Andrew Sullivan: The Spousal Diaspora

Andrew Sullivan writes very powerfully about DOMA and the exile of gay binational couples:

More and more Americans are being forced by the US government to emigrate because the Defense of Marriage Act will not allow their legal spouses to remain in America. Why? Because the spouses are not US citizens. For ever, the US has acknowledged, perhaps excessively, that marriage and family trump everything in immigration law. As long as the marriage is valid, and sincere, no questions are asked. Why? Because we collectively acknowledge something profound about the decision to commit legally to one other person for life, and respect it. We do not force someone to emigrate from the US because he fell in love with a woman from, say, Spain or force the repatriation of an American because she swooned for a Russian.

But for gay couples, it’s so different. It is difficult for a government to express more contempt for a citizen’s human dignity than asserting that it is completely indifferent to his or her being able to live in America with the person he or she loves. And this inhumanity is compounded by the fact that in some states and the capital city, Americans can lawfully wed someone of the same gender but of a different nationality. So they are lured with the chimera of equality only to discover that, if they are to remain together, they will have to leave the country.

No other civilized Western country treats its own gay citizens this way. And yet it appears clear that the law will not change on this in the foreseeable future, as a more and more radicalized Republican party exercizes a veto over any equality for gay people, and as the Democratic party continues its defensive crouch in the face of religious intolerance and cultural panic.

This is not, in my view, a minor matter. In fact, very few issues demonstrate so starkly the inequality between gays and straights in America than this. Has any heterosexual American citizen ever doubted for a mili-second that he has a right to marry the person he loves and remain in the land he was born in? It is unthinkable. And yet what is unthinkable for 98 percent of citizens is mandatory for the tiny minority.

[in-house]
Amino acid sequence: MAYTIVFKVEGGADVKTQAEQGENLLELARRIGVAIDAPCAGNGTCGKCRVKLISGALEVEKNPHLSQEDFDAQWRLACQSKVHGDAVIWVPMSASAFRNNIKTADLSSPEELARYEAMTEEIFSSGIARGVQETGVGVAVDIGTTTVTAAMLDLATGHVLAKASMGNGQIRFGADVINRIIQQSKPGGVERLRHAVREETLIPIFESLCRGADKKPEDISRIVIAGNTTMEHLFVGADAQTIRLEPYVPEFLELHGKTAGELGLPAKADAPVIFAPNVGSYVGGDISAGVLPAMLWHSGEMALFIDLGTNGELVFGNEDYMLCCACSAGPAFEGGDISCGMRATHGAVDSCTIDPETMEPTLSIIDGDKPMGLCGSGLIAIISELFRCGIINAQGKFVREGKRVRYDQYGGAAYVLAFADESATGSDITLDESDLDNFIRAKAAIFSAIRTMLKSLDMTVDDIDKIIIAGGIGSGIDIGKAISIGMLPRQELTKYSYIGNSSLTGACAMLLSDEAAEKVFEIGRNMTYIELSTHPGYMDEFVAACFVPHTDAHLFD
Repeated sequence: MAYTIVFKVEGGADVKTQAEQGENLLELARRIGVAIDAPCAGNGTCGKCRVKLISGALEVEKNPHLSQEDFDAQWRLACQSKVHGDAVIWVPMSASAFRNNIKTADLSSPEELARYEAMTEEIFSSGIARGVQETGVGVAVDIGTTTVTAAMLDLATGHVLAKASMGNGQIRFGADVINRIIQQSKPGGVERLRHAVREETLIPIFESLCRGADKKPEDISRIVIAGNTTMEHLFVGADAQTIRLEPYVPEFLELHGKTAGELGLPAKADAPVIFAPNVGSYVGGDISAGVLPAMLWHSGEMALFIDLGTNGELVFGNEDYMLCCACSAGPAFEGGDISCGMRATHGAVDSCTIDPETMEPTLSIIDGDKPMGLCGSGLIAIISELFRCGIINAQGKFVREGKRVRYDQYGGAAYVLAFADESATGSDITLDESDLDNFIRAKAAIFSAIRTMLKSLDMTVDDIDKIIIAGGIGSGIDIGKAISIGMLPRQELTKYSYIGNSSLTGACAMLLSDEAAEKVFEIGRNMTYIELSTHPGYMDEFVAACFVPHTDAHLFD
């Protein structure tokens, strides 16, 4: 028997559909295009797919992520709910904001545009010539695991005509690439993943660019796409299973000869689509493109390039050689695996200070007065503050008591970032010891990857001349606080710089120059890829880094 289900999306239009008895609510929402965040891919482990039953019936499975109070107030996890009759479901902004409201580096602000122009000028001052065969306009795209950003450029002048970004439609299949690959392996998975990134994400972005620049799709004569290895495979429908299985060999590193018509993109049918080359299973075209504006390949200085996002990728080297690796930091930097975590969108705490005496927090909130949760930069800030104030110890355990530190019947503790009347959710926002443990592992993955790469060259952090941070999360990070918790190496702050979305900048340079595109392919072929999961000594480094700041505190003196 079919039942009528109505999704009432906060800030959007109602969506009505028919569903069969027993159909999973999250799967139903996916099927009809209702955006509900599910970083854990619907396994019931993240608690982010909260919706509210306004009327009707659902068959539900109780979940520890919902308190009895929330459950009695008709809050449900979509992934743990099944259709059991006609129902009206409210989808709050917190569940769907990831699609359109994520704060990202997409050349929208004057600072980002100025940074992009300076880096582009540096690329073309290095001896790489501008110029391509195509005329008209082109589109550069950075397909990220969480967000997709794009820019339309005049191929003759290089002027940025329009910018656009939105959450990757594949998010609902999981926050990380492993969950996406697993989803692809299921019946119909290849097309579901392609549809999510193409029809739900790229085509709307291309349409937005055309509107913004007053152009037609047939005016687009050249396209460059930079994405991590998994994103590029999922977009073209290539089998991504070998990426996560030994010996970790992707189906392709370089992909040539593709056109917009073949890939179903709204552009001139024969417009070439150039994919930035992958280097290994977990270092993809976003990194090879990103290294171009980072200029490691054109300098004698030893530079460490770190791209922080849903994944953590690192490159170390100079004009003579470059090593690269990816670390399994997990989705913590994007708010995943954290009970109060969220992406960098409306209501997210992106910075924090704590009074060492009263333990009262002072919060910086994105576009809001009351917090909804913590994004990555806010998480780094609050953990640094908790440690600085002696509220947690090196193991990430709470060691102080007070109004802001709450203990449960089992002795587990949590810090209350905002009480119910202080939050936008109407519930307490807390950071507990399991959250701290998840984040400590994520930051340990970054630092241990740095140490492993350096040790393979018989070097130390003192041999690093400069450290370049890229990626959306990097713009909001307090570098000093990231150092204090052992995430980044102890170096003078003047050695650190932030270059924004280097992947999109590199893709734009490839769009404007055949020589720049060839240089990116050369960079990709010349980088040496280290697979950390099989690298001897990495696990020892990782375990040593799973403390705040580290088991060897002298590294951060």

It hangs over a binational marriage like a sword; it eats away at you like a cancer; it terrifies and enrages and demoralizes. And, for so many, it is not going away.

BBC News: Gay Newlyweds Fighting Deportation

See full article on BBC News here.

A Border Keeps an American Woman From Her Partner During a Health Crisis

The author asked that the faces in this photograph be obscured to protect their privacy

I am an American woman. My partner of five years lives in Canada. I want to share our story to add a voice to this effort.

We first met on line 12 years ago, and gradually we got to know each other and fell in love. Five years ago we committed to each other as a couple, despite the challenges we faced to be together. Like so many other couples, we live separated by an invisible line seen only on maps and the stern faces of immigration officers. Each border crossing is a nerve racking experience. To cross the border is to be reunited with the other, but still it is an act filled with fear and dread. The greatest anxiety we feel is that on this attempt to enter, we will be denied. I never know if the Canadian officials will allow me yet another visit. She never knows if the Americans will permit her to come see me. It is in one word, crazy.